Breakfast was a rather bland porridge-concoction; he’d inquired about meat, and was told that it was not available during breakfast for medical reasons. Somehow, the building’s Caretaker’s tone was much like that of a principal scolding a schoolboy.
Jamieson learned more that morning and into the afternoon.
Population was strictly controlled. Permits – exhaustive amounts of paper – had to be generated before a couple could have a child. Asia had overpopulated itself, and was suffering from the inevitable after effects – in fact, the Imperium was considering invading China to bring Asia into its orbit, and put an end to their resource-consumption.
Food was rationed – no one was hungry; no one was fat. There was no such thing as food prepared in the home, save for that for very young children – literally, homes and apartments didn’t have extensive kitchens – save for a very handful of people who were wealthy. “Wealth” was a relative term, also – there weren’t the new-reality versions of Gates or Buffet running around.
On balance, Jamieson felt better than he had in a long time – everyone walked everywhere, and when the weather turned bad, there was the Underground – a subterranean version of the GravTrain (that term still made him laugh) he’d seen earlier.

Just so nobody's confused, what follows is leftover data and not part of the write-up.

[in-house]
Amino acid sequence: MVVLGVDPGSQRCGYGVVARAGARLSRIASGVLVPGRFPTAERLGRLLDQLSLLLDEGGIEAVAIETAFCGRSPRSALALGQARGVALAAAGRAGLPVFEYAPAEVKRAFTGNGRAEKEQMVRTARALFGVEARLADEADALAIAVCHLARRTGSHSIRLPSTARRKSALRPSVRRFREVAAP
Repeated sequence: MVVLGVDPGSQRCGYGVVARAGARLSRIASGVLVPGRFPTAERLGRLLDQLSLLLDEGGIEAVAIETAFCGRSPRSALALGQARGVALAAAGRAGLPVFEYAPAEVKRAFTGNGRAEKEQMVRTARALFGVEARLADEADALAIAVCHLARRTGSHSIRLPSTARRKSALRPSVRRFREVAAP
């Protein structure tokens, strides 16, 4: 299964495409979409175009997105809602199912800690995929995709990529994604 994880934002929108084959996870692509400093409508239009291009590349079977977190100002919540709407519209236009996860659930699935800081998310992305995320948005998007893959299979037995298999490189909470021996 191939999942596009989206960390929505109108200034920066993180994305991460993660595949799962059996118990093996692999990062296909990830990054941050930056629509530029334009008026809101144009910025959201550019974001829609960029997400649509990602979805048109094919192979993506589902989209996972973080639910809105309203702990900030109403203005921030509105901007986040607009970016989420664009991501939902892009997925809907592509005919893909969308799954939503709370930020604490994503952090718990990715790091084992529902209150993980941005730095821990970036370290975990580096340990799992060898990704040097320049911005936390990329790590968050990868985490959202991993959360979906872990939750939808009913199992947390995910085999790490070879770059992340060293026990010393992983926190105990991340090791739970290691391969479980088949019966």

The train-in-the-sky was a marvel, really – each car was brought down to the platform, loaded, then reelevated and connected to the powered-engine. The procedure was reversed when it got where it was going – and it went everywhere in this “New Seattle” (as Jamieson called it to himself). It was certainly better than the old Monorail.
Later that afternoon, he walked with Lucas, the younger man, in an expansive park which was roughly where downtown Seattle would have been.
The first thing he noticed were the songbirds.
They were everywhere; in the trees; on the expansive lawns; congregating near the ponds. Having not logged the forests, and having not introduced pollution into the environment, the park was alive with birds. Hummingbirds darted everywhere, looking for flowers; Grosbeaks and Orioles took wing from tree to tree; species which were extinct in Jamieson’s other reality.
They continued walking, and discussing the way things were. There was, for instance, no slavery in the Imperium – they’d abolished it centuries ago as their technology improved. Assimilating the slaves as productive wage-earners was the impetus for the hybrid socialist/monetarist system they now ‘enjoyed’.
Every city had its own amphitheatre (most had several, actually), and while gladiatorial games were an embarrassment of the past, they now hosted everything from music and theatre to a form of football.
There was much to like about this new, clean place. But a few things were missing.
“Know what I miss?”, said Jamieson. “A burger.”
“A what?”, said Lucas.
“A burger. Meat. Onions. Tomatoes.”
“I can’t imagine that would be good for you, sir.” Lucas was a bit appalled.
“I also miss potato chips. More than I thought I would.”
“I have never heard of such things, Sir. How are they made?”